’The book is written in an accessible tone and explains the relevant elements of physiology and genetics, plus the reasons why being overweight or obese is harmful. ’
Title: Gene Eating
Author: Dr Giles Yeo
Publisher: Seven Dials
Reviewer: Kate Jack, PhD Student and Advanced Virology Nurse, Nottingham University Hospitals NHS Trust
What was it like?
This is an “anti-diet” book, written by a geneticist who has 20 years experience in studying obesity and how the brain controls what we eat. Gene Eating seeks to explore the (lack of) evidence behind many popular diets such as “clean eating”, the “Paleo diet” and the “alkaline diet”. The book is written in an accessible tone and explains the relevant elements of physiology and genetics, plus the reasons why being overweight or obese is harmful.
What were the highlights?
- · Succinctly pointing out that our species is becoming increasingly obese simply because we eat too much and move too little.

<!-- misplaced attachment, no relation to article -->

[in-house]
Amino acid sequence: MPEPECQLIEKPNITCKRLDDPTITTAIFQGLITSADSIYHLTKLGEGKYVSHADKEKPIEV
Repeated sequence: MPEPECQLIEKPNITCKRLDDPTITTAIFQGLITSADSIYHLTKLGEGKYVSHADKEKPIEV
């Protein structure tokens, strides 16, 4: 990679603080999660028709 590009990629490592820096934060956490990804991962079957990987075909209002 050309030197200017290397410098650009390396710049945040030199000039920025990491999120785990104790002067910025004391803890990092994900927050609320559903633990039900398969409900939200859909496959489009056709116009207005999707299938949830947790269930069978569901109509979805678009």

- · Explaining that how much fat a person has is to do with our brains and feeding behaviour.
- · Clearly de-bunking the myth that drinking water infused with lemons will turn the body alkaline and cure all ailments.
Strengths & weaknesses:
Gene Eating is aimed at the general population but is comprehensively referenced by papers in peer reviewed journals, not pseudo-science. For example, the science behind calorie intake is presented clearly. However because this is not a “diet book” as such there is no alternative diet plan presented, other than the notion of eating a lot less and moving a lot more. The author lists five suggestions that will help, such as eat less saturated fat, but is not prescriptive in precisely what should be consumed for breakfast, lunch and tea.
Who should read it?
Nurses are caring for an increasingly overweight population, many of whom will have tried or considered the variety of popular diets with differing levels of success. This book will enable nurses to have a more informed conversation with their patients about weight loss and reiterate that an increase in exercise is important. In addition, anyone with an interest in a more scientific, but highly readable, text detailing for example the role of leptin and its pathways between the brain and gut will find this an immensely enjoyable and humorous read.